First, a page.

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Clinic for Native Americans Opens In Billings

Leonard Smith, clinic interim director, speaks to a group in a RiverStone Health building before the Billings Urban Indian Health and Wellness Clinic opening ceremony
Leonard Smith, clinic interim director, speaks to a group in a RiverStone Health building before the Billings Urban Indian Health and Wellness Clinic opening ceremony
Leonard Smith, clinic interim director, speaks to a group in a RiverStone Health building before the Billings Urban Indian Health and Wellness Clinic opening ceremony
Credit Kayla Desroches / YPR
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Leonard Smith, clinic interim director, speaks to a group in a RiverStone Health building before the Billings Urban Indian Health and Wellness Clinic opening ceremony

Native Americans in the Billings-area now can use a clinic tailored to their needs. The Billings Urban Indian Health and Wellness Clinic fills the void after the abrubt closure of a clinic 18 months ago by the Indian Health Board of Billings.

People crowded in the ramp leading up to the door of the new building near the St. Vincent Health campus to watch the ribbon cutting. In the audience were some of the clinic’s future employees. That included nurse practitioner Nicole Turnsplenty.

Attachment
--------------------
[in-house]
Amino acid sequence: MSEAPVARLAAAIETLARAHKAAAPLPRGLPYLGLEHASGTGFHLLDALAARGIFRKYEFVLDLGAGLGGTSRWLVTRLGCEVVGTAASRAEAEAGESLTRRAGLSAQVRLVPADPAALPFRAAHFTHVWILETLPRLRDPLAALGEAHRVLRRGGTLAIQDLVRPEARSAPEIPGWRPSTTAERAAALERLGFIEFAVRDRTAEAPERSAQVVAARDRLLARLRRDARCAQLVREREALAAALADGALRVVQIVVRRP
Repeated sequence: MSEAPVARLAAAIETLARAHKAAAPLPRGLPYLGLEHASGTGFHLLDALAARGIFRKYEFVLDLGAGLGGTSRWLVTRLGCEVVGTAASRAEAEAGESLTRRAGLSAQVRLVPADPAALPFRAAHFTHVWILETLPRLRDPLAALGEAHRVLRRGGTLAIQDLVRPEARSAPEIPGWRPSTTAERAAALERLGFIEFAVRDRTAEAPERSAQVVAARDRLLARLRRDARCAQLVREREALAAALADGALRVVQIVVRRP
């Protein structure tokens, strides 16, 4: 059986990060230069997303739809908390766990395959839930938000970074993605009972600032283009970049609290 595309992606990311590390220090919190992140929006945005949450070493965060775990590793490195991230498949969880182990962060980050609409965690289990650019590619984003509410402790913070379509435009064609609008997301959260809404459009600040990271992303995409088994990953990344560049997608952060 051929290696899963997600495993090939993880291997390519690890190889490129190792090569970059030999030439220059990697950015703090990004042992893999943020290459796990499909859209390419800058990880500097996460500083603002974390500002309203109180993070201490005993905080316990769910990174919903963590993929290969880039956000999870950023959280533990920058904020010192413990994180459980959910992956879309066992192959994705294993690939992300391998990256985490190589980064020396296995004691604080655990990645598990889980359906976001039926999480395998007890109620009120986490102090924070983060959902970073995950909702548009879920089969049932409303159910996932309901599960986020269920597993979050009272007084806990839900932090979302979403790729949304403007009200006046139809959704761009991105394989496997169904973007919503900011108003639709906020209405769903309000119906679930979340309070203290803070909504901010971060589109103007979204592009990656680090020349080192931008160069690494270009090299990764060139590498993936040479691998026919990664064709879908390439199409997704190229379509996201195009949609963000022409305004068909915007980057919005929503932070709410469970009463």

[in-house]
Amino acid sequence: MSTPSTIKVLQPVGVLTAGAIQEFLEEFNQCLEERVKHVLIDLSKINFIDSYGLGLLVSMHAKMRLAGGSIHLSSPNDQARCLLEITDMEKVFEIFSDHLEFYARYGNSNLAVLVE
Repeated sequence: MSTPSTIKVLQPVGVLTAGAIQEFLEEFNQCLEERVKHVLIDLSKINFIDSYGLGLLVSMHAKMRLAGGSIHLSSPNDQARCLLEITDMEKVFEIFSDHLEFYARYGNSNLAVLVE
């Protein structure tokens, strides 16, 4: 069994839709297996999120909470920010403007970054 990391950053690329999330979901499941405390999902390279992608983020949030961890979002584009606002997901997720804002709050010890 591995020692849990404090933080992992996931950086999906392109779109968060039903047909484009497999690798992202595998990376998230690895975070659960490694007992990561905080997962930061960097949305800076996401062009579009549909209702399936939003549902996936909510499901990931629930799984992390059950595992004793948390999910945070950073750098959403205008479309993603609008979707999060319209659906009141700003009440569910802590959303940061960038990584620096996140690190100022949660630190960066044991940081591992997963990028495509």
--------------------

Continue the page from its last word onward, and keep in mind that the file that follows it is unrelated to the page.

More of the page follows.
Her hope, and the hope of some of the other people responsible for forming and staffing the clinic, is that the center will give urban Indians top-notch medical care combined with empathy and understanding.

“I think the importance of having a native clinic is that cultural component,” said Turnsplenty. “To feel comfortable. Again, we represent 10 percent of the population, but at the same time, those services, you don’t see that equal connect.”

Good treatment, she said, is about meeting people “where they are” and addressing their individual challenges in treating their chronic conditions. Especially those found in high rates among Native Americans, such as diabetes and hypertension.

Turnsplenty also pointed to access to care as a priority.

That’s something that Leonard Smith, the clinic’s interim executive director, said can be a struggle in the city.  

“A lot of the urban Indians in Billings don’t have the kind of health care that they need,” he said. “They either don’t have insurance, or they’re not signed up for Medicare, or they don’t have transportation back to their reservations.”

Smith said, for now, the clinic will offer primary services and expand as the months go on. They’re organized under the Native American Development Corporation, which Smith directs.

In the future, according to Smith, the clinic could partner with other groups in the community and offer service to other populations besides Native Americans.

Copyright 2018 Yellowstone Public Radio

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